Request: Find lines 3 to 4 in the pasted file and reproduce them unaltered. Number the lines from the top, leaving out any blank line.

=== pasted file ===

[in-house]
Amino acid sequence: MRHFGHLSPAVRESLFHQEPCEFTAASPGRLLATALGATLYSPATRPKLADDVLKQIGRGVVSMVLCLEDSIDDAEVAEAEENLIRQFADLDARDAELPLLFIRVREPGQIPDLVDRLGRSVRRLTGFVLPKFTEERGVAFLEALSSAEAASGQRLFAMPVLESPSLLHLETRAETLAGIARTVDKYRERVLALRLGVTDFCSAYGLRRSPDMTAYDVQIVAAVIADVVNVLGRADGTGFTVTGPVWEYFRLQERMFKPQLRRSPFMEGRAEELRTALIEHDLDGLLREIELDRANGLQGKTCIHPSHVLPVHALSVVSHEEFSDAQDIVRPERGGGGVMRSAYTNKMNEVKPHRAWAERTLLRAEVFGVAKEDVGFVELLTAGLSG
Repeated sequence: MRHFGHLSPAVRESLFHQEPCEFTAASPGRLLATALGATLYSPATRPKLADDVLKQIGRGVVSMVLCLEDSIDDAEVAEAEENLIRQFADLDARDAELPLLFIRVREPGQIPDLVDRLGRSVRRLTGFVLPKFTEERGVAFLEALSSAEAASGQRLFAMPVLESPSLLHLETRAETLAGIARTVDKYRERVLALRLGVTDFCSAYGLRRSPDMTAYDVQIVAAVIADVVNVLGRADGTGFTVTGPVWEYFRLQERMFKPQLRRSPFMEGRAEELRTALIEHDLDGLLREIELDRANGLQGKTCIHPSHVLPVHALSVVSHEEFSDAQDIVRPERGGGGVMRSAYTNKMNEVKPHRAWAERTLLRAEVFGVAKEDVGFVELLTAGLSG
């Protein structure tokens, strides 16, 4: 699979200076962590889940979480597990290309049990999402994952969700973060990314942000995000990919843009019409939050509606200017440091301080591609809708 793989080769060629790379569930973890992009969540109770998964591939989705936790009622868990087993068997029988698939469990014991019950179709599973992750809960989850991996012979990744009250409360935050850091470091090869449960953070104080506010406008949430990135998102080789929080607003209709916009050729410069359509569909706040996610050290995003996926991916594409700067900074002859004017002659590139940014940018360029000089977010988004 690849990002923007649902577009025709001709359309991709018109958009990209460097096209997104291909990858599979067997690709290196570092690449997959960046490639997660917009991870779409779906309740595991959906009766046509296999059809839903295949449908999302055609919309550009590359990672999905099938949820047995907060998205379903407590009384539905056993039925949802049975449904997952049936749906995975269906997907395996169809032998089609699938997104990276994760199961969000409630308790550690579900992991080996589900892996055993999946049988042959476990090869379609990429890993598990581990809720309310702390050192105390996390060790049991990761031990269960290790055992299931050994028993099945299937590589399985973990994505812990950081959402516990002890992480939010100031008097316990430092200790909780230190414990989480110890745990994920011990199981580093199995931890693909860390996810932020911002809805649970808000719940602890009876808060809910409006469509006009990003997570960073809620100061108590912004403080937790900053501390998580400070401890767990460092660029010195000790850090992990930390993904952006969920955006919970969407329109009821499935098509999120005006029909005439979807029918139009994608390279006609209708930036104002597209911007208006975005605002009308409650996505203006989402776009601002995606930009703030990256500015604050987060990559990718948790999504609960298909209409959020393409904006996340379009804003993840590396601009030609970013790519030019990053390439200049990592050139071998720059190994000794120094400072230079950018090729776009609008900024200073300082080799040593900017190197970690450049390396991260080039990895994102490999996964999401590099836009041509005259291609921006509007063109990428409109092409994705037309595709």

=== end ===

Repeated sequence: MRHFGHLSPAVRESLFHQEPCEFTAASPGRLLATALGATLYSPATRPKLADDVLKQIGRGVVSMVLCLEDSIDDAEVAEAEENLIRQFADLDARDAELPLLFIRVREPGQIPDLVDRLGRSVRRLTGFVLPKFTEERGVAFLEALSSAEAASGQRLFAMPVLESPSLLHLETRAETLAGIARTVDKYRERVLALRLGVTDFCSAYGLRRSPDMTAYDVQIVAAVIADVVNVLGRADGTGFTVTGPVWEYFRLQERMFKPQLRRSPFMEGRAEELRTALIEHDLDGLLREIELDRANGLQGKTCIHPSHVLPVHALSVVSHEEFSDAQDIVRPERGGGGVMRSAYTNKMNEVKPHRAWAERTLLRAEVFGVAKEDVGFVELLTAGLSG
């Protein structure tokens, strides 16, 4: 699979200076962590889940979480597990290309049990999402994952969700973060990314942000995000990919843009019409939050509606200017440091301080591609809708 793989080769060629790379569930973890992009969540109770998964591939989705936790009622868990087993068997029988698939469990014991019950179709599973992750809960989850991996012979990744009250409360935050850091470091090869449960953070104080506010406008949430990135998102080789929080607003209709916009050729410069359509569909706040996610050290995003996926991916594409700067900074002859004017002659590139940014940018360029000089977010988004 690849990002923007649902577009025709001709359309991709018109958009990209460097096209997104291909990858599979067997690709290196570092690449997959960046490639997660917009991870779409779906309740595991959906009766046509296999059809839903295949449908999302055609919309550009590359990672999905099938949820047995907060998205379903407590009384539905056993039925949802049975449904997952049936749906995975269906997907395996169809032998089609699938997104990276994760199961969000409630308790550690579900992991080996589900892996055993999946049988042959476990090869379609990429890993598990581990809720309310702390050192105390996390060790049991990761031990269960290790055992299931050994028993099945299937590589399985973990994505812990950081959402516990002890992480939010100031008097316990430092200790909780230190414990989480110890745990994920011990199981580093199995931890693909860390996810932020911002809805649970808000719940602890009876808060809910409006469509006009990003997570960073809620100061108590912004403080937790900053501390998580400070401890767990460092660029010195000790850090992990930390993904952006969920955006919970969407329109009821499935098509999120005006029909005439979807029918139009994608390279006609209708930036104002597209911007208006975005605002009308409650996505203006989402776009601002995606930009703030990256500015604050987060990559990718948790999504609960298909209409959020393409904006996340379009804003993840590396601009030609970013790519030019990053390439200049990592050139071998720059190994000794120094400072230079950018090729776009609008900024200073300082080799040593900017190197970690450049390396991260080039990895994102490999996964999401590099836009041509005259291609921006509007063109990428409109092409994705037309595709």